What is the role of ECG in the evaluation of cocaine toxicity?

Updated: Sep 01, 2018
  • Author: Lynn Barkley Burnett, MD, EdD, LLB(c); Chief Editor: Sage W Wiener, MD  more...
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Answer

Obtain a 12-lead electrocardiogram (ECG) in patients with any of the following:

  • Chest pain
  • Hypoxia
  • Dyspnea
  • An irregular, rapid, or slow pulse
  • Altered mental status
  • Moderate-to-severe toxicity

Of 48 patients admitted to an intensive care unit with cocaine-induced chest pain, 86% had abnormal ECG findings, but only 6% were found to have sustained a nyocardial infarction.

The Brugada sign has been noted in cocaine users. This finding should prompt consideration of its implications for sudden cardiac death. Note the images below.

Schematics show the 3 types of action potentials i Schematics show the 3 types of action potentials in the right ventricle: endocardial (End), mid myocardial (M), and epicardial (Epi). A, Normal situation on V2 ECG generated by transmural voltage gradients during the depolarization and repolarization phases of the action potentials. B-E, Different alterations of the epicardial action potential that produce the ECGs changes observed in patients with Brugada syndrome. Adapted from Antzelevitch, 2005.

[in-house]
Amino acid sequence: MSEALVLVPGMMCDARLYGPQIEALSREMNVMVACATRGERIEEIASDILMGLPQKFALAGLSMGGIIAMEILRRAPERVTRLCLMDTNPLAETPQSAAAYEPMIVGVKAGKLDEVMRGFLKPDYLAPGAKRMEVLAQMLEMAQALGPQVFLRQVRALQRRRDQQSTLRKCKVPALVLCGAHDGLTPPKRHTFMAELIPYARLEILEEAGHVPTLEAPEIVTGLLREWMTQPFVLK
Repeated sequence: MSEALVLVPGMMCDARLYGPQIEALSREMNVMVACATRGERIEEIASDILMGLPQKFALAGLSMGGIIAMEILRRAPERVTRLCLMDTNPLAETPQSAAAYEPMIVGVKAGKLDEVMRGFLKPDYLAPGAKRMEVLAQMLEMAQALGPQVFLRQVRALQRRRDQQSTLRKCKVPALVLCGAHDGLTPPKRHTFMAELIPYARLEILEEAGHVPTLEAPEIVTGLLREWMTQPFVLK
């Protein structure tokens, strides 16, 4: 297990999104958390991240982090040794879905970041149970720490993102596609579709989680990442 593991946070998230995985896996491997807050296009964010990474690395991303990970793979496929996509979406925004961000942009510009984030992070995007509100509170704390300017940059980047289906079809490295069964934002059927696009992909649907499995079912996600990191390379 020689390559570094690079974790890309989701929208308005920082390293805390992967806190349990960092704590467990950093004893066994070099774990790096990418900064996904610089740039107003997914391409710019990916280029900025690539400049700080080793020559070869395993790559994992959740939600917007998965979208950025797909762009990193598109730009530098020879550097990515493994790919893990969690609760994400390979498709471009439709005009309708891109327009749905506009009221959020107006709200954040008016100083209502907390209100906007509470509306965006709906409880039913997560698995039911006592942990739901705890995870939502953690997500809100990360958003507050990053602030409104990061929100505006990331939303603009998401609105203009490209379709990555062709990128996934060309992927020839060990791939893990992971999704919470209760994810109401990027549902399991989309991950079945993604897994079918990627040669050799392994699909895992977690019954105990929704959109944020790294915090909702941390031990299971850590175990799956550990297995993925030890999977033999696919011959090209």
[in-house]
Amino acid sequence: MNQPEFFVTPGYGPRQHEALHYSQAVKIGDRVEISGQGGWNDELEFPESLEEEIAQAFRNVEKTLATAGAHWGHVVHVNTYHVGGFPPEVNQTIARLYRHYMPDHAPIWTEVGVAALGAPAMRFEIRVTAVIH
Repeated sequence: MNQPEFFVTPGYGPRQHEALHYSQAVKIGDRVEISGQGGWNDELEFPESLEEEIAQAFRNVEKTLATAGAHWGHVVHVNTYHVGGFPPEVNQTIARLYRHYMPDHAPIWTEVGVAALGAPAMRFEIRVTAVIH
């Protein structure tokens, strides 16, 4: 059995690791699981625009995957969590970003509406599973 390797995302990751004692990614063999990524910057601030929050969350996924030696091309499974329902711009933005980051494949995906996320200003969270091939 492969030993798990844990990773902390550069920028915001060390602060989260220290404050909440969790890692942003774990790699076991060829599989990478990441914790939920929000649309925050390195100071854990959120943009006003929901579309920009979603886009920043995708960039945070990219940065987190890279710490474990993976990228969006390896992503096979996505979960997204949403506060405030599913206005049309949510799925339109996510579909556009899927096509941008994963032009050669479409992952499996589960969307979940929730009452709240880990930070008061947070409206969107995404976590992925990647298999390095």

Three types of ST-segment elevation in Brugada syn Three types of ST-segment elevation in Brugada syndrome, as shown in the precordial leads on ECG in the same patient at different times. Left panel shows a type 1 ECG pattern with pronounced elevation of the J point (arrow), a coved-type ST segment, and an inverted T wave in V1 and V2. The middle panel illustrates a type 2 pattern with a saddleback ST-segment elevated by >1 mm. The right panel shows a type 3 pattern in which the ST segment is elevated < 1 mm. According to a consensus report (Antzelevitch, 2005), the type 1 ECG pattern is diagnostic of Brugada syndrome. Modified from Wilde, 2002.

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